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NYU Kicks Off New Fest Dedicated To Women Filmmakers

NYU Kicks Off New Fest Dedicated To Women Filmmakers

NYU Kicks Off New Fest Dedicated To Women Filmmakers

by Rania Richardson

Emma Heald (left) and Gina Abatemarco (right), co-founders of the Fusion Film Festival. Image courtesy of the festival.

“Fusion: A Celebration of Female Filmmakers,” a new festival highlighting the past, present, and future of women filmmakers, debuted last night at New York University’s Tisch School of the Arts. The three-day festival is spotlighting the work of women filmmakers at NYU as well as in the industry as a whole, with a focus on the two roles where women are least represented: director and cinematographer.

Tisch School senior Gina Abatemarco (’04) and undergraduate alumna Emma Heald (’03), who are former roommates, founded the festival. “We noticed a lack of confidence amongst our female peers in the areas of directing and cinematography and saw a need for role models past and present,” Heald told indieWIRE. “We want to hear the stories and experiences of women pursuing their dreams.”

To that end, two panels of industry professionals are the highlight of the festival with high-profile participants including directors Julie Taymor (“Frida”), Rebecca Miller (“Personal Velocity”), Chris Hegedus (“”), and cinematographer Ellen Kuras (“Eternal Sunshine of the Spotless Mind”).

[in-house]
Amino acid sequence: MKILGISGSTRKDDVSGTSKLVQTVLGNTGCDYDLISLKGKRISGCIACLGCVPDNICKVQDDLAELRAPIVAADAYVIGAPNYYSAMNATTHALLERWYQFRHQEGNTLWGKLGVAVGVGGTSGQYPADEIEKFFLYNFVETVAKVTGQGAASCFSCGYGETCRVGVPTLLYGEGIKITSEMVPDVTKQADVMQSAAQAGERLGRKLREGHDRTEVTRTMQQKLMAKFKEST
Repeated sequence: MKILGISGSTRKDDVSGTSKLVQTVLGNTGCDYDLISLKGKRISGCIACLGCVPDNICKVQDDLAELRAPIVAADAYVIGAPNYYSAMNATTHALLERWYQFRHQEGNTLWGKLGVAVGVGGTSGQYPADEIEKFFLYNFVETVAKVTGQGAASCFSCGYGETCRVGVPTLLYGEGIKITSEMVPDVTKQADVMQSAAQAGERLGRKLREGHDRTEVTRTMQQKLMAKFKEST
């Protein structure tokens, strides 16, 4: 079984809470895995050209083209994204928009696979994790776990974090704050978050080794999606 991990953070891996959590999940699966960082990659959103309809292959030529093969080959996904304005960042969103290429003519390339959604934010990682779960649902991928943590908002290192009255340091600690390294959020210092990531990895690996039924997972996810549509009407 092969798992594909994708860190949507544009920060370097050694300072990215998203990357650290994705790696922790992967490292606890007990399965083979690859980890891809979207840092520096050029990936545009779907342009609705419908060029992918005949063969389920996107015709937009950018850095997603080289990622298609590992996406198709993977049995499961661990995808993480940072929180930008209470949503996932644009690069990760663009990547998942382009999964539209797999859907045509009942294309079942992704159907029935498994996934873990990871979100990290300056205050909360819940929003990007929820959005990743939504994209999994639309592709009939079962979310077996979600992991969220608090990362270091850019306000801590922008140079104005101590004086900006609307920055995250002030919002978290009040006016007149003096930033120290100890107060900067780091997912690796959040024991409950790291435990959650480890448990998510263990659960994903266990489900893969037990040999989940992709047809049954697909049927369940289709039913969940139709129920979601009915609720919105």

The will screen current student work, with an introduction and prizes by Tisch School of the Arts alumna Amy Heckerling (“Clueless”). The work of male filmmakers will be included in collaborative work, with prizes available to the men as well. One of the goals of the festival is to encourage respectful and supportive collaboration between the sexes. “We don’t want to create a segregated community. We are working towards a day when the gender label goes away, when the number of women filmmakers is on par with the number of men,” said Heald.

The past will be explored on Saturday, the final day of the festival, with a retrospective of work by French director Agnes Varda and a screening of Ken Bowser‘s “The Secret History,” a documentary about the unsung women who have participated in the film industry in various capacities. All panels and screenings are free and open to the public, with limited seating.

A group of students and alumnae from the Kanbar Institute of Film and Television at Tisch founded the Fusion organization, which hopes to make this an annual event for film students, faculty, alumni, and industry professionals. The group held its first event last November, a panel discussion regarding issues facing women filmmakers in New York followed by a screening of Katja Esson‘s “Ferry Tales,” nominated for a 2004 Academy Award for Documentary Short Subject.

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